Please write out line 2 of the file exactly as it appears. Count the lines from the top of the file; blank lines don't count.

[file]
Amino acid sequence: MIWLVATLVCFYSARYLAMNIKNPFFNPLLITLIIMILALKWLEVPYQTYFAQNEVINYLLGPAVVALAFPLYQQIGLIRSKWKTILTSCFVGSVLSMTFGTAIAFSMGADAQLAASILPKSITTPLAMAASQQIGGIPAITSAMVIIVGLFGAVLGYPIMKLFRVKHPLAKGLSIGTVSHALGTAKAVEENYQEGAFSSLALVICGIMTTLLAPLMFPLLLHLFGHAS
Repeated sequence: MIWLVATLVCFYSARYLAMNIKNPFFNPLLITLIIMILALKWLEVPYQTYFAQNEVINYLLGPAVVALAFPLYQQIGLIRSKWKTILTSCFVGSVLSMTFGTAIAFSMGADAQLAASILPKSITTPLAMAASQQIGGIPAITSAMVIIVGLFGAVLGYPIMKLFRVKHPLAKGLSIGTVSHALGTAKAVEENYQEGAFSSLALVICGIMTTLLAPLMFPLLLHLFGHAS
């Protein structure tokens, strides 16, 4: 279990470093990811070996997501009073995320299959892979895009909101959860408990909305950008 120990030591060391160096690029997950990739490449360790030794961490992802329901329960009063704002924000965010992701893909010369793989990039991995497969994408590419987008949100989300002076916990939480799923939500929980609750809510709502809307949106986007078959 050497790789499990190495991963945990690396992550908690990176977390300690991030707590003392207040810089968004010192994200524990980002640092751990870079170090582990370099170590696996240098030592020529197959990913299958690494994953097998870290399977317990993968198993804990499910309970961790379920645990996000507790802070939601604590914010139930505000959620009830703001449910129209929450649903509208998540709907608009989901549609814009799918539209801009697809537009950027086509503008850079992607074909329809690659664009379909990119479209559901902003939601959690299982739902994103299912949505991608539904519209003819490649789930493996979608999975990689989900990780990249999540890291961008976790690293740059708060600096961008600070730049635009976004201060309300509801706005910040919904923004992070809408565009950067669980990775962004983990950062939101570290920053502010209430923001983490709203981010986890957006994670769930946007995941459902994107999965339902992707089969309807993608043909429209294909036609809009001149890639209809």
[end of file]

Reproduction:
Repeated sequence: MIWLVATLVCFYSARYLAMNIKNPFFNPLLITLIIMILALKWLEVPYQTYFAQNEVINYLLGPAVVALAFPLYQQIGLIRSKWKTILTSCFVGSVLSMTFGTAIAFSMGADAQLAASILPKSITTPLAMAASQQIGGIPAITSAMVIIVGLFGAVLGYPIMKLFRVKHPLAKGLSIGTVSHALGTAKAVEENYQEGAFSSLALVICGIMTTLLAPLMFPLLLHLFGHAS